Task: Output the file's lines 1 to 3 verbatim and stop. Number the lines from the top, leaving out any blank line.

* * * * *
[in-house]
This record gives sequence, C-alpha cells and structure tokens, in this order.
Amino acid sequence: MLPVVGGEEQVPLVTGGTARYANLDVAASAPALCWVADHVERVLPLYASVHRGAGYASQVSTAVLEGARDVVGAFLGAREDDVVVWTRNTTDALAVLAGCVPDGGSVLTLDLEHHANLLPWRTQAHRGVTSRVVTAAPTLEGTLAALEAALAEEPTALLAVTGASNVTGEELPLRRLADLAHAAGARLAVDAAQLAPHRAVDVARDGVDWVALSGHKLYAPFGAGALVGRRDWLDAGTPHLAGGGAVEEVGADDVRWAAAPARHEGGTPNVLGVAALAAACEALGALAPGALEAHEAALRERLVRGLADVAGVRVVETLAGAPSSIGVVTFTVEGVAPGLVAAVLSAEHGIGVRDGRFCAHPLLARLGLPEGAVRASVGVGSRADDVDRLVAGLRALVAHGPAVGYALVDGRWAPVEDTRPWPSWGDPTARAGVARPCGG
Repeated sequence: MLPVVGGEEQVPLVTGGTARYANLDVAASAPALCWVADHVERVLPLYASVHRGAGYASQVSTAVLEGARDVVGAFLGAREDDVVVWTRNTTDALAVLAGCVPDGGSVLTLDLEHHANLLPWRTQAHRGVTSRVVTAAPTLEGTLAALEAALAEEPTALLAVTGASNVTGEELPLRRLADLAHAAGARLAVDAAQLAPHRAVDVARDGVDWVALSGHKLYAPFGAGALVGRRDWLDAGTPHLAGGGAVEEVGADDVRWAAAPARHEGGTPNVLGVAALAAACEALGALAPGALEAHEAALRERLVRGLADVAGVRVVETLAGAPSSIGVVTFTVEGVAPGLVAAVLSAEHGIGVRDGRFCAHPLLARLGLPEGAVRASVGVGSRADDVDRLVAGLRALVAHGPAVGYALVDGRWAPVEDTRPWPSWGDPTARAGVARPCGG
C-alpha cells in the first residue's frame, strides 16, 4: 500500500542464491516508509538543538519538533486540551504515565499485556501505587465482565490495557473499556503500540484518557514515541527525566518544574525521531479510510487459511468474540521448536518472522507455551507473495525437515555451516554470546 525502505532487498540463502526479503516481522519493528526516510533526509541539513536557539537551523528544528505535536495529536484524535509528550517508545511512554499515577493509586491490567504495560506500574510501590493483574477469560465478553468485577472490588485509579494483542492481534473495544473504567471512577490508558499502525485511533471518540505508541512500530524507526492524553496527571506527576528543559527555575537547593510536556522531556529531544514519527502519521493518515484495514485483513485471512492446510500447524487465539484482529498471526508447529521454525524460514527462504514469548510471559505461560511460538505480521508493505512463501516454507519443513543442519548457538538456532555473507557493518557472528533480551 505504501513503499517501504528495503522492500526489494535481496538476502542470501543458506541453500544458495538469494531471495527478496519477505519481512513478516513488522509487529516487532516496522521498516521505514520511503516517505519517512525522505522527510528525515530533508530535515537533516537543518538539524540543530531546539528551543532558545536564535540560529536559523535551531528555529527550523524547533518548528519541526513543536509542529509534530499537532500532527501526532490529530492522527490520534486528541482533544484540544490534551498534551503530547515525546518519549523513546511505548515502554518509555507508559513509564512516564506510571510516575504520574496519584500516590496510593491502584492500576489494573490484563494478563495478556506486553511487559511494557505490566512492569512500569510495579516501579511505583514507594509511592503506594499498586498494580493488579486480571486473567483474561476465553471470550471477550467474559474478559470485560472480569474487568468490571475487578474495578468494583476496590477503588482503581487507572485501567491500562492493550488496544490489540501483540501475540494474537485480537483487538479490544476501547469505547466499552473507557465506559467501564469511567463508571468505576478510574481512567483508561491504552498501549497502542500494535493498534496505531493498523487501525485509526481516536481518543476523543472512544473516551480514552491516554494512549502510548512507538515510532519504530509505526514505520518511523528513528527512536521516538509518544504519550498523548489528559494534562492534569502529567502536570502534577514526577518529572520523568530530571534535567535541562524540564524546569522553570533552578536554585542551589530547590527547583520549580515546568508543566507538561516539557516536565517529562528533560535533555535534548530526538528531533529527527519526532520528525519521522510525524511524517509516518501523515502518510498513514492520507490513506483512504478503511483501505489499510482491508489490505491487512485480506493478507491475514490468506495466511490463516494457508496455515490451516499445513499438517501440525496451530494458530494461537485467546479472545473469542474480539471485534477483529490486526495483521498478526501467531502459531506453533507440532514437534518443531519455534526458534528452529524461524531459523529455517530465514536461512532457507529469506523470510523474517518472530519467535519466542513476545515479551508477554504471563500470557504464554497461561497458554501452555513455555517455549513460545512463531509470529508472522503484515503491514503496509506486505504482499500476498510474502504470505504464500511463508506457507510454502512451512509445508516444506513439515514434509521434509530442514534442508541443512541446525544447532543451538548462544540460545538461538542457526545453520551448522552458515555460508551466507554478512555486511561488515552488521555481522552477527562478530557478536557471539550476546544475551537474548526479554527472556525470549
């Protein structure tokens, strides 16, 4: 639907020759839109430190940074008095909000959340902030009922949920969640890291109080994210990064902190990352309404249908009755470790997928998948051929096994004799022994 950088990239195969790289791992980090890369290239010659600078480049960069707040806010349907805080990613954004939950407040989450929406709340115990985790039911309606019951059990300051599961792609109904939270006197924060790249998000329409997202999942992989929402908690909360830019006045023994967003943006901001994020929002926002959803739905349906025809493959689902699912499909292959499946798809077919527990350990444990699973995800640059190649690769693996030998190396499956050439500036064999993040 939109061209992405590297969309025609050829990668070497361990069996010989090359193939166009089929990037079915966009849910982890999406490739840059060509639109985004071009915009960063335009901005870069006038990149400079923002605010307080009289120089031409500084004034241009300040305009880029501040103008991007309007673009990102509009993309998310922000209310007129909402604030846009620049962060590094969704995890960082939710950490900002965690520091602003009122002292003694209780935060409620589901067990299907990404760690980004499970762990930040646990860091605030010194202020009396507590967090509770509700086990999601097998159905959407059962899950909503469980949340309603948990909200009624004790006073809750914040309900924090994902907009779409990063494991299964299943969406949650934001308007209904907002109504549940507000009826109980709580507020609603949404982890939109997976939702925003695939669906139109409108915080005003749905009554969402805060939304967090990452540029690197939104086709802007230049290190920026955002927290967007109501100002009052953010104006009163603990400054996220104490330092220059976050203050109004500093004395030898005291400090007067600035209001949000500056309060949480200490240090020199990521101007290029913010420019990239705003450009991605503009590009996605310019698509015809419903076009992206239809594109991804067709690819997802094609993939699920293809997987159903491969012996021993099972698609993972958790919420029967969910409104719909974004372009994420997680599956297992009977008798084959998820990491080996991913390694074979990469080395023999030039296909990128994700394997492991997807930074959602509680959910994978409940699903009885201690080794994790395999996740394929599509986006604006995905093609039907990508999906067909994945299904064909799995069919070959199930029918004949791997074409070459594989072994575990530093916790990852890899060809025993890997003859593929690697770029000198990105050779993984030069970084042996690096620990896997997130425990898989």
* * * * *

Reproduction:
[in-house]
This record gives sequence, C-alpha cells and structure tokens, in this order.
Amino acid sequence: MLPVVGGEEQVPLVTGGTARYANLDVAASAPALCWVADHVERVLPLYASVHRGAGYASQVSTAVLEGARDVVGAFLGAREDDVVVWTRNTTDALAVLAGCVPDGGSVLTLDLEHHANLLPWRTQAHRGVTSRVVTAAPTLEGTLAALEAALAEEPTALLAVTGASNVTGEELPLRRLADLAHAAGARLAVDAAQLAPHRAVDVARDGVDWVALSGHKLYAPFGAGALVGRRDWLDAGTPHLAGGGAVEEVGADDVRWAAAPARHEGGTPNVLGVAALAAACEALGALAPGALEAHEAALRERLVRGLADVAGVRVVETLAGAPSSIGVVTFTVEGVAPGLVAAVLSAEHGIGVRDGRFCAHPLLARLGLPEGAVRASVGVGSRADDVDRLVAGLRALVAHGPAVGYALVDGRWAPVEDTRPWPSWGDPTARAGVARPCGG